Festival Review: The Farmer and the Owl - University of Wollongong, Wollongong (14.03.2015)

Going down to Wollongong University to attend Farmer and The Owl is an absolute joy. The trip which is only a touch over an hour’s drive from Sydney is an ease and the festival is filled with laid-back easy-going coastal vibes. That is despite the healthy helping of raucous rock that filled out the line-up.

Wollongong is so close to Sydney it seems amazing that the area has cultivated such as strong scene over time. Farmer and The Owl really is a showcase of the growing culture of the town and its slow transition from a working class mining and shipping port to a modern cultural centre. On show outside of the bands were quality food stores set up by local businesses and art installations provided by local artists, including Michael Cusack’s infamous ciggie butt brains Damo and Darren.

The local band scene has cultivated an impressive set of bands with The Walking Who, Step-Panther and Hockey Dad all playing sharp sets to large crowds. Hockey Dad may have the largest profile out of the groups, with the recent support from Triple J but it is Shining Bird who are the true local legends. The group’s expressive, expansive music soaking into the crowd over the course of their late afternoon set. It run the line between being introverted and celebratory even inspiring stage invaders and crowd surfers.

There were few stages as busy as Shining Bird’s six members, Velociraptor's party rock group trimmed down from nine to only six, still delivered a rollicking set. Two piece groups dominated throughout much of the day with The Mess Hall making a welcome return to stages, having been rather quiet. Thankfully Jed Kurzel and Cec Condon have lost none of their edge, with the bluesy stomp of "Pills", "Keep Walking" and "Disco 1" aging admirably.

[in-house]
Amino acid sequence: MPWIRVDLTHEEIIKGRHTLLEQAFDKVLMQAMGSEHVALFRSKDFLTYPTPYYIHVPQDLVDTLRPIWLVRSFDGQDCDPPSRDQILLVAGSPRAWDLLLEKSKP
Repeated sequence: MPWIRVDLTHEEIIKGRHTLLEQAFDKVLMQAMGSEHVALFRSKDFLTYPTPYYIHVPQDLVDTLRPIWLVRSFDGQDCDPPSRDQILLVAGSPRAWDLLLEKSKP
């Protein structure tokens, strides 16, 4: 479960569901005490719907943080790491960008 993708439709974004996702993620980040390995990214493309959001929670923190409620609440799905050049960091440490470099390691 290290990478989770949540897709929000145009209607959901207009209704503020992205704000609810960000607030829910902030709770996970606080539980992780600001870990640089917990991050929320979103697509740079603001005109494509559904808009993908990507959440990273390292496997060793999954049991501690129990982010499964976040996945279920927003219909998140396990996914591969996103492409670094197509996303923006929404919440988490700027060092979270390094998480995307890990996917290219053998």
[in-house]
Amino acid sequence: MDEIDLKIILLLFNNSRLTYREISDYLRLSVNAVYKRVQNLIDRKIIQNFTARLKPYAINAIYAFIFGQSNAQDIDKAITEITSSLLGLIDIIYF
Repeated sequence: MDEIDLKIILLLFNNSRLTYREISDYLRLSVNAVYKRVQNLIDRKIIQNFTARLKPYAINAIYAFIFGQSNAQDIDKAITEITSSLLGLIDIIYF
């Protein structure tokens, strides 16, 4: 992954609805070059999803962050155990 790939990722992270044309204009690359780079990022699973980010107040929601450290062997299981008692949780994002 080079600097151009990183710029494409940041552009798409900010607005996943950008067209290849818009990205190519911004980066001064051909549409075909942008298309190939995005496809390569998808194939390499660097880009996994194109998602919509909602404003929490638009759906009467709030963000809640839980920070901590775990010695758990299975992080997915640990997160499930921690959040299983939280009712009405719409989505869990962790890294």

Tour mate Bass Drum of Death and DZ Deathrays have both added a second guitarist to fill out the overdubs of their most recent records. DZ Deathrays delivered the beer soaked thrash filled headline set that they have become renowned for across the country. If you aren’t having fun at a DZ Deathrays show, you have become tired of rock or just not drank enough. Bass Drum of Death have developed their sound a lot from the scrappy pop-punk of their debut album into far more fully fleshed out songs on their latest record. While there was a clear distinction between the two both had their own merits cutting between paper thin thrash and full bodied rock.

Earlier in the day The Peep Tempel played a set drawing from their highly regarded album Tales. Their grizzled set felt somewhat like watching Gareth Liddiard fronting Future of The Left. Blake Scott’s deep Australian drawl adding a sense of menace to tracks like the wry, crowd favourite "Carol".

The night was closed out in classical fashion by Jebediah. The group relishing the opportunity to blow off some cobwebs themselves before embarking on their 20th anniversary tour in May. The nostalgia trip of reliving classics Jeb tracks like "Harpoon", "Animal" and "Teflon" proved a perfect way to close out a day filled with good classic Austrlian rock (with some internationals). With a thriving local scene, great food and well priced beer and not to mention the great venue that the University is we should hope to see The Farmer and Owl develop into an annual event.